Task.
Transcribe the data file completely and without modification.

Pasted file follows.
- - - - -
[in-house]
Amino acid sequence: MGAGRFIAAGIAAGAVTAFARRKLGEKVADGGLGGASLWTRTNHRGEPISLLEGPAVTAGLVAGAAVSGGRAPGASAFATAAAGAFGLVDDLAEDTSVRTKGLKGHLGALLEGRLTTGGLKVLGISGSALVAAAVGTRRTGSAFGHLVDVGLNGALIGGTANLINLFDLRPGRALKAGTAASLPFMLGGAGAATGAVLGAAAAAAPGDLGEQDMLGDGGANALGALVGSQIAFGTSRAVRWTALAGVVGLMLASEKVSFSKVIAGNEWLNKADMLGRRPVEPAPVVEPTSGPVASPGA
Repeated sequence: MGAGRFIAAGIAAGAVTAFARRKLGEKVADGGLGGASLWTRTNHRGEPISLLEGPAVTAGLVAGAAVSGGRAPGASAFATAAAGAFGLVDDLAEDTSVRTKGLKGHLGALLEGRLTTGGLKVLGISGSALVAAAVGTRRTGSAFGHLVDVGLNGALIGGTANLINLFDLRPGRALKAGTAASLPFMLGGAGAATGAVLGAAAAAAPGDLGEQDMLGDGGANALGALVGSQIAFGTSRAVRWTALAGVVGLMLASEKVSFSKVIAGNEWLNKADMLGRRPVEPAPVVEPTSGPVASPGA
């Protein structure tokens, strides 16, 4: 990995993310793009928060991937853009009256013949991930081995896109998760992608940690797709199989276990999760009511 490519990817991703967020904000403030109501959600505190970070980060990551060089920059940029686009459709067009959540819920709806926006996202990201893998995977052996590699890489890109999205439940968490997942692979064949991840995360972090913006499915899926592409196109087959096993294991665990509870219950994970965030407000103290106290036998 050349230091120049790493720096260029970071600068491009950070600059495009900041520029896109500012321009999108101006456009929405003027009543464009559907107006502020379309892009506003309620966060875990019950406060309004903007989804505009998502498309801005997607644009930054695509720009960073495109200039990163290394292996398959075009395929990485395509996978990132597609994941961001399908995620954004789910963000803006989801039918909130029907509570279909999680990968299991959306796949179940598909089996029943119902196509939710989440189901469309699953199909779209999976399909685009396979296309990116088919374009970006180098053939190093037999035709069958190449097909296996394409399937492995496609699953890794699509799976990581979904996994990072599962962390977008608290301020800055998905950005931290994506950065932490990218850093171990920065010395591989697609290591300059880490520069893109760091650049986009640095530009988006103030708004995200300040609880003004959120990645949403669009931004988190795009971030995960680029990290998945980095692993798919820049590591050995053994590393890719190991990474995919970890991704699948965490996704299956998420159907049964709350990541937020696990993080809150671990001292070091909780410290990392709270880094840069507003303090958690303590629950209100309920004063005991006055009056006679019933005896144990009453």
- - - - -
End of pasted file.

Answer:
[in-house]
Amino acid sequence: MGAGRFIAAGIAAGAVTAFARRKLGEKVADGGLGGASLWTRTNHRGEPISLLEGPAVTAGLVAGAAVSGGRAPGASAFATAAAGAFGLVDDLAEDTSVRTKGLKGHLGALLEGRLTTGGLKVLGISGSALVAAAVGTRRTGSAFGHLVDVGLNGALIGGTANLINLFDLRPGRALKAGTAASLPFMLGGAGAATGAVLGAAAAAAPGDLGEQDMLGDGGANALGALVGSQIAFGTSRAVRWTALAGVVGLMLASEKVSFSKVIAGNEWLNKADMLGRRPVEPAPVVEPTSGPVASPGA
Repeated sequence: MGAGRFIAAGIAAGAVTAFARRKLGEKVADGGLGGASLWTRTNHRGEPISLLEGPAVTAGLVAGAAVSGGRAPGASAFATAAAGAFGLVDDLAEDTSVRTKGLKGHLGALLEGRLTTGGLKVLGISGSALVAAAVGTRRTGSAFGHLVDVGLNGALIGGTANLINLFDLRPGRALKAGTAASLPFMLGGAGAATGAVLGAAAAAAPGDLGEQDMLGDGGANALGALVGSQIAFGTSRAVRWTALAGVVGLMLASEKVSFSKVIAGNEWLNKADMLGRRPVEPAPVVEPTSGPVASPGA
């Protein structure tokens, strides 16, 4: 990995993310793009928060991937853009009256013949991930081995896109998760992608940690797709199989276990999760009511 490519990817991703967020904000403030109501959600505190970070980060990551060089920059940029686009459709067009959540819920709806926006996202990201893998995977052996590699890489890109999205439940968490997942692979064949991840995360972090913006499915899926592409196109087959096993294991665990509870219950994970965030407000103290106290036998 050349230091120049790493720096260029970071600068491009950070600059495009900041520029896109500012321009999108101006456009929405003027009543464009559907107006502020379309892009506003309620966060875990019950406060309004903007989804505009998502498309801005997607644009930054695509720009960073495109200039990163290394292996398959075009395929990485395509996978990132597609994941961001399908995620954004789910963000803006989801039918909130029907509570279909999680990968299991959306796949179940598909089996029943119902196509939710989440189901469309699953199909779209999976399909685009396979296309990116088919374009970006180098053939190093037999035709069958190449097909296996394409399937492995496609699953890794699509799976990581979904996994990072599962962390977008608290301020800055998905950005931290994506950065932490990218850093171990920065010395591989697609290591300059880490520069893109760091650049986009640095530009988006103030708004995200300040609880003004959120990645949403669009931004988190795009971030995960680029990290998945980095692993798919820049590591050995053994590393890719190991990474995919970890991704699948965490996704299956998420159907049964709350990541937020696990993080809150671990001292070091909780410290990392709270880094840069507003303090958690303590629950209100309920004063005991006055009056006679019933005896144990009453």